Wednesday, November 12, 2008

Argument for the Library Card

Okay, I have a friend (Carol would be most upset if I shared her name) who reads books like one breathes oxygen. Note: please resist the urge to channel my bad metaphors entry from yesterday.

Unnamed friend Carol makes a habit of reading all the fiction and poetry submissions for the National Book Award each year and then deciding who she thinks should win. I would never have known this had I not casually mentioned an entry or two as being particularly noteworthy. Aside from her prodigious skills as a quick and thorough reader, I find it remarkable how many books she reads--I will guess on average 100 books a year. BTW, Matthiesen is a shoe-in.

I read around 50. I am proud of this fact. Some years it ends up being fewer (particularly this year where I have been working on a novel), some years more. My personal goal is a book a week. Well, this type of reading, though it may sound like a lot--requires discrimination and selectivity. I had this discussion with another friend of mine, and her comment was that I am nuts if I buy all the books I read.

Confession: I do. I spend obscene amounts of money at Barnes & Noble, Amazon, ABEbooks. I have a library card, and it gathers dust like an old library card in an attic with poor ventilation gathers dust (okay, channel the bad metaphor discussion). Unnamed friend Carol does not buy her books. Other unnamed friend does not buy her books either. They borrow. They return. They own no bad books.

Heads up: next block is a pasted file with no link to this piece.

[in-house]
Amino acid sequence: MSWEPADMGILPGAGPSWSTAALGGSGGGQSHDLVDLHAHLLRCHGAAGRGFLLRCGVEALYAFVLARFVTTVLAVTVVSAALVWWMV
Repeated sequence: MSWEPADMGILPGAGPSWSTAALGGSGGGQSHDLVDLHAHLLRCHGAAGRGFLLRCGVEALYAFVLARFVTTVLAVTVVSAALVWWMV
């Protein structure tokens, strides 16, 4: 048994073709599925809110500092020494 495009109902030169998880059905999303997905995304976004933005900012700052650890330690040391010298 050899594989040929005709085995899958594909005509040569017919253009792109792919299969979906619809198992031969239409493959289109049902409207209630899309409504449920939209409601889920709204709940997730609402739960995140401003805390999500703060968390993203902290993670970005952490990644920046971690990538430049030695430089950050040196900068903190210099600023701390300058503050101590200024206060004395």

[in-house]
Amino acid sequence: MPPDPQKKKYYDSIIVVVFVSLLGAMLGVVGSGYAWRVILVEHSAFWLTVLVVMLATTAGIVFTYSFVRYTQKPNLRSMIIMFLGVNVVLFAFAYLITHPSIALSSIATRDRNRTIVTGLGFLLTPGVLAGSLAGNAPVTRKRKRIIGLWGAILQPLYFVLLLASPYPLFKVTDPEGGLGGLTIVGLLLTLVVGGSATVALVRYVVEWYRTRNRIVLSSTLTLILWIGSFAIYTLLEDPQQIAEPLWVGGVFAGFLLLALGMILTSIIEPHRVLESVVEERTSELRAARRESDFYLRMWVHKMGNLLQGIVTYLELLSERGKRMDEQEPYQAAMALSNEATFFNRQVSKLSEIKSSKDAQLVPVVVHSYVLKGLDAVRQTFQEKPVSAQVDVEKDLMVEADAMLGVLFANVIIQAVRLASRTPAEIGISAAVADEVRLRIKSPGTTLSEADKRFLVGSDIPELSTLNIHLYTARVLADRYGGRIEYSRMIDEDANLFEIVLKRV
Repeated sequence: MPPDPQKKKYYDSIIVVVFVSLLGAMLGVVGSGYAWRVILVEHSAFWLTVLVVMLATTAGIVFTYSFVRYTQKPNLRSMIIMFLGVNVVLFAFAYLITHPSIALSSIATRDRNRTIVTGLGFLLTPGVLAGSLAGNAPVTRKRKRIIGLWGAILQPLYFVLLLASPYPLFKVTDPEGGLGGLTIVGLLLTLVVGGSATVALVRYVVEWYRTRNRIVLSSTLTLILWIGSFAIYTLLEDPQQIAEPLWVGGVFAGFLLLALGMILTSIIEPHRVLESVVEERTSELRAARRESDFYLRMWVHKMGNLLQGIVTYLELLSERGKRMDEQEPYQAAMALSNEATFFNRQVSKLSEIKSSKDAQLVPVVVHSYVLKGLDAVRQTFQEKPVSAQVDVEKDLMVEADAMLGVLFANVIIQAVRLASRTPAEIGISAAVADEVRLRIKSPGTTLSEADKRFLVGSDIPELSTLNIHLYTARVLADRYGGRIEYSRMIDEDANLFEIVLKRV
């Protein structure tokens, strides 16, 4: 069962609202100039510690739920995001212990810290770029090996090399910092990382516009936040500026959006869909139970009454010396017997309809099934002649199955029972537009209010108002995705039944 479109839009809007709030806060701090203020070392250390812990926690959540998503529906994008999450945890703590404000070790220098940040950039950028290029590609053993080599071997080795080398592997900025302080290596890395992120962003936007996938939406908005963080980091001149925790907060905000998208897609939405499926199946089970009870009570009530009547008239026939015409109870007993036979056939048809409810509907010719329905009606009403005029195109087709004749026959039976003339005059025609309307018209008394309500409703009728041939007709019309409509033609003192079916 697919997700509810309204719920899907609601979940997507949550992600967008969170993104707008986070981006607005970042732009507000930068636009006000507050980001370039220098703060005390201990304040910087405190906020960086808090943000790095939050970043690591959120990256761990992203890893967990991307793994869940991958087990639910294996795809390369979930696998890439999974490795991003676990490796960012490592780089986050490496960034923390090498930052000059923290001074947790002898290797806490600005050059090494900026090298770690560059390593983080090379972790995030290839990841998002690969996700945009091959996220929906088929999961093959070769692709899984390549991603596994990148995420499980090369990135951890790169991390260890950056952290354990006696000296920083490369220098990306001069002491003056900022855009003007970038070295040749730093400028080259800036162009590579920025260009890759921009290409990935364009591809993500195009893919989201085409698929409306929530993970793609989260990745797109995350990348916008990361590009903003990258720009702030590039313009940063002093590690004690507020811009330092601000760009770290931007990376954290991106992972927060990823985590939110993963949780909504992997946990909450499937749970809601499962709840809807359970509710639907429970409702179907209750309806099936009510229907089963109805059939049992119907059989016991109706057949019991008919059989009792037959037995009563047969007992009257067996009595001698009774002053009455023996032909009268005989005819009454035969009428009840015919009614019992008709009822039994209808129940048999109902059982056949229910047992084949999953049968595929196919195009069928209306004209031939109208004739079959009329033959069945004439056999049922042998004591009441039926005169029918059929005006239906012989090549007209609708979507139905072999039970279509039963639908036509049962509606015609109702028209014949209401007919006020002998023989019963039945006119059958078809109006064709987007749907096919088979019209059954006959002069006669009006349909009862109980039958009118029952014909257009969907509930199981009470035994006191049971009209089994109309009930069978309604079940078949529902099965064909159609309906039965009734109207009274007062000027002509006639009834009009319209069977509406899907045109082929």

Me, I have to have them. Have to have them all (the REALLY bad ones, I do return). They're a visual history. They tell me what I know, where I've been. I pull them off the shelf, smell the pages, fell the edges. If my brain had a picture, my bookshelf would be it. Book knowledge by photo. Tactile history.

Thomas Jefferson when he died was the last person who could legitimately claim to have read every book in print. His library numbered 10,000 volumes. This has become another goal of mine--not the reading part. With 175,000 new books a year, it can't happen. But the 10,000 volumes? I'm working on it. By the time I'm senile, my books should hold up the roof. By then I won't remember what's in them, and I can start over.

1 comment:

Carol Peters said...

I need to confess to my addiction: I read 25-30 books every month. I borrow most of my books from libraries, and I buy lots of books, but I try not to buy more than I can pay for with the money I make as a writer.